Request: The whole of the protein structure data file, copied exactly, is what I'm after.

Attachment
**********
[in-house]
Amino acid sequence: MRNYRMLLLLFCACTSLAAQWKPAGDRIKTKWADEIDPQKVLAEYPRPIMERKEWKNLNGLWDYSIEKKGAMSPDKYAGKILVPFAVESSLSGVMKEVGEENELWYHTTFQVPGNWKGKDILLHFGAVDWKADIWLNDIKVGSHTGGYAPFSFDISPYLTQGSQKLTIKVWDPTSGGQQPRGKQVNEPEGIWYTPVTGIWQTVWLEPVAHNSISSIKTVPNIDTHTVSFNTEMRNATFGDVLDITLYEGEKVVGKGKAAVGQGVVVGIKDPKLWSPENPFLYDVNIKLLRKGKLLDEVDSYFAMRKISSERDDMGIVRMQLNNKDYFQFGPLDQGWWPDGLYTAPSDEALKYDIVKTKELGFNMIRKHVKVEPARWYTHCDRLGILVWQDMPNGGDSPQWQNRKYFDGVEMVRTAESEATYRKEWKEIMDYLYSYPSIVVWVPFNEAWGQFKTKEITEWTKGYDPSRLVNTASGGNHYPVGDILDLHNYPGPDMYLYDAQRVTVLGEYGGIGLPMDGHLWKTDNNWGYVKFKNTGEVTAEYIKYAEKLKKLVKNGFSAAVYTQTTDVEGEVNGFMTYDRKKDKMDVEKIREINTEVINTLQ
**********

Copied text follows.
[in-house]
Amino acid sequence: MRNYRMLLLLFCACTSLAAQWKPAGDRIKTKWADEIDPQKVLAEYPRPIMERKEWKNLNGLWDYSIEKKGAMSPDKYAGKILVPFAVESSLSGVMKEVGEENELWYHTTFQVPGNWKGKDILLHFGAVDWKADIWLNDIKVGSHTGGYAPFSFDISPYLTQGSQKLTIKVWDPTSGGQQPRGKQVNEPEGIWYTPVTGIWQTVWLEPVAHNSISSIKTVPNIDTHTVSFNTEMRNATFGDVLDITLYEGEKVVGKGKAAVGQGVVVGIKDPKLWSPENPFLYDVNIKLLRKGKLLDEVDSYFAMRKISSERDDMGIVRMQLNNKDYFQFGPLDQGWWPDGLYTAPSDEALKYDIVKTKELGFNMIRKHVKVEPARWYTHCDRLGILVWQDMPNGGDSPQWQNRKYFDGVEMVRTAESEATYRKEWKEIMDYLYSYPSIVVWVPFNEAWGQFKTKEITEWTKGYDPSRLVNTASGGNHYPVGDILDLHNYPGPDMYLYDAQRVTVLGEYGGIGLPMDGHLWKTDNNWGYVKFKNTGEVTAEYIKYAEKLKKLVKNGFSAAVYTQTTDVEGEVNGFMTYDRKKDKMDVEKIREINTEVINTLQ